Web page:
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Vibrant stoles at Commencement to honor accomplishments of students of color

New tradition will feature presentation of Kente and multicultural stoles at June 3 ceremony


MD/PhD candidates Zachary Dyer and Abiola Ogunsola were instrumental in starting a new UMass Chan tradition that presents graduating students of color with Kente and multicultural stoles to be worn at Commencement.

A new tradition will be celebrated at UMass Chan Medical School on Friday, June 3, when graduating students of color from all three schools will be given colorful Kente and multicultural stoles to be worn as regalia during Commencement. The stole ceremony, organized by the UMass Chan chapter of White Coats for Black Lives with support from the Diversity and Inclusion Office, was held off campus last year due to COVID-19 restrictions. It is part of ongoing efforts to illuminate the stories and experiences of underrepresented students.

MD/PhD candidates Abiola Ogunsola and Zachary Dyer, co-presidents of the UMass Chan chapter of White Coats for Black Lives, were instrumental in creating this new tradition, with the support of the Diversity and Inclusion Office. They said the stole is a symbol of overcoming barriers that underrepresented students face in pursuit of higher education, especially in STEM education.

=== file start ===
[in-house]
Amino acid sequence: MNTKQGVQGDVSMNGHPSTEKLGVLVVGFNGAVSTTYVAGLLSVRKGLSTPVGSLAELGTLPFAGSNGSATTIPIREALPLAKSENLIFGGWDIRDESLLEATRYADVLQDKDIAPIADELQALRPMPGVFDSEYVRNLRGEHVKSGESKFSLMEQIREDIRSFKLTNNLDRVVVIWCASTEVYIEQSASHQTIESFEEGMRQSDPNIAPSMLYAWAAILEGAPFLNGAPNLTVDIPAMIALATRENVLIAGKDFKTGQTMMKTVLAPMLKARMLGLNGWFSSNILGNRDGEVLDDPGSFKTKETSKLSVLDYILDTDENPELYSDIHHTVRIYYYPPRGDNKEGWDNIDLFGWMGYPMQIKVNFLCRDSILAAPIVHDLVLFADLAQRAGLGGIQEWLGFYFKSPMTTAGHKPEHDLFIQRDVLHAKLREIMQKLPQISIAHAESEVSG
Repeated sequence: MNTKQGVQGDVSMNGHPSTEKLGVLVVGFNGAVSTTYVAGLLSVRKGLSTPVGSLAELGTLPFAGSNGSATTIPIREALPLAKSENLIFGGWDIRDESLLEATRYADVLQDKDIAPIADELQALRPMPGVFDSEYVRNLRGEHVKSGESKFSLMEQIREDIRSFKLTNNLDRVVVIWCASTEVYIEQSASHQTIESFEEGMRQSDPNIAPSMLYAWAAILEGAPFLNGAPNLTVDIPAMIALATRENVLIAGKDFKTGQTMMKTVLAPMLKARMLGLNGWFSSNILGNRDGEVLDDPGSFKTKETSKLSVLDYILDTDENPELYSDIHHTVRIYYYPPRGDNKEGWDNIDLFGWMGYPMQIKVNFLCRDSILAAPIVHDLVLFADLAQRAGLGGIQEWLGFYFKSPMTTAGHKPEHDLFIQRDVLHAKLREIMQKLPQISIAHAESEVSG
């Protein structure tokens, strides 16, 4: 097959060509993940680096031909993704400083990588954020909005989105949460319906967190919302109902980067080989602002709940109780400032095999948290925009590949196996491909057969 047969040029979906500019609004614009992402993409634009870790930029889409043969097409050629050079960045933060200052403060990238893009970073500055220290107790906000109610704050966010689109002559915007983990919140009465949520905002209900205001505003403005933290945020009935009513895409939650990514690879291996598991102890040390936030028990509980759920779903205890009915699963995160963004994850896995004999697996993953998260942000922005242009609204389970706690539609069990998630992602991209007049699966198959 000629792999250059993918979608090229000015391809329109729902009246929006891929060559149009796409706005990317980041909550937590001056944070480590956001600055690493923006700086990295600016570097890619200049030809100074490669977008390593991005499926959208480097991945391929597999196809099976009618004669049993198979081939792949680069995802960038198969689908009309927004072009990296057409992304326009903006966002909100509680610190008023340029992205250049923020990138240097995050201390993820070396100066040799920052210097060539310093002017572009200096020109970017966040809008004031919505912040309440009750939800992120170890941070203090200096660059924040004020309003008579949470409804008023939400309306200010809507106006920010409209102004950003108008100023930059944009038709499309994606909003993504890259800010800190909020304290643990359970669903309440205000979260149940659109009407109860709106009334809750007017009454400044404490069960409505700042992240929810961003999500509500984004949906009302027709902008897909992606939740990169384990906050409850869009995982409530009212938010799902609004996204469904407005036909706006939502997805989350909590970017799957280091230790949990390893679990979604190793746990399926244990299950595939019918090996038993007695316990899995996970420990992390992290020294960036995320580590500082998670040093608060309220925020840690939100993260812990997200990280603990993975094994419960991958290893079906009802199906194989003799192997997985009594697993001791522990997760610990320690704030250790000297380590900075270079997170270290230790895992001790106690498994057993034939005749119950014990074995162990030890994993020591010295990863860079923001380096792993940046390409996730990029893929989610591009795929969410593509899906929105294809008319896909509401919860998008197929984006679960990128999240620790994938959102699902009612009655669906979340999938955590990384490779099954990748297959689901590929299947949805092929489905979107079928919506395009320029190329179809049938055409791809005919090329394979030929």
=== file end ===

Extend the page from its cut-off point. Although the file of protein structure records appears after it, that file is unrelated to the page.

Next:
“The stoles highlight and honor the hurdles we surpass to achieve our graduate and professional degrees in a system that once excluded us due to our ethnicity, race or social class,” Ogunsola said.

“It is important to recognize the importance of making it through a system that has not only not always been welcoming to folks like us, but directly harmful toward Black and brown bodies. It is a celebration of both the successes of the present and a future where doctors, nurses and scientists reflect the communities they are serving,” Dyer added.

Ogunsola said she sees the presentation of the stoles as a moment of pride and motivation as she continues to study in hopes of becoming a scientist.

“Seeing my friends, mentors and colleagues walk across the graduation stage last year, after our inaugural event, adorned with their stoles, served as a reminder that we can not only make it to the end, but excel,” she said.

Dyer said the event is a celebration for all students of color, whether they are graduating yet or not, due to the camaraderie they have formed across school and disciplines.

“It is important to celebrate Black, Indigenous and Latina students who are graduating because not only is it a momentous occasion and the culmination of a lot of hard work, but these are the folks that have supported and mentored me through my journey here, directly or indirectly,” he said.

Kente fabric comes from Ghana, West Africa, and represents unity, belonging, renewal and prosperity. The stoles acknowledge the perseverance of students from paths historically underrepresented in academia along the educational journey. The stole ceremony is open to all graduating students and will take place at 6 p.m. on June 3 in the Cube on the third floor of the Albert Sherman Center. Dinner will precede the program.

Commencement 2022 will take place on Sunday, June 5, on the campus green in front of the Lazare Research Building. Guest seating will begin at 11 a.m. with the processional starting at 11:45 a.m. The ceremony will begin promptly at noon and will be available to watch live at and

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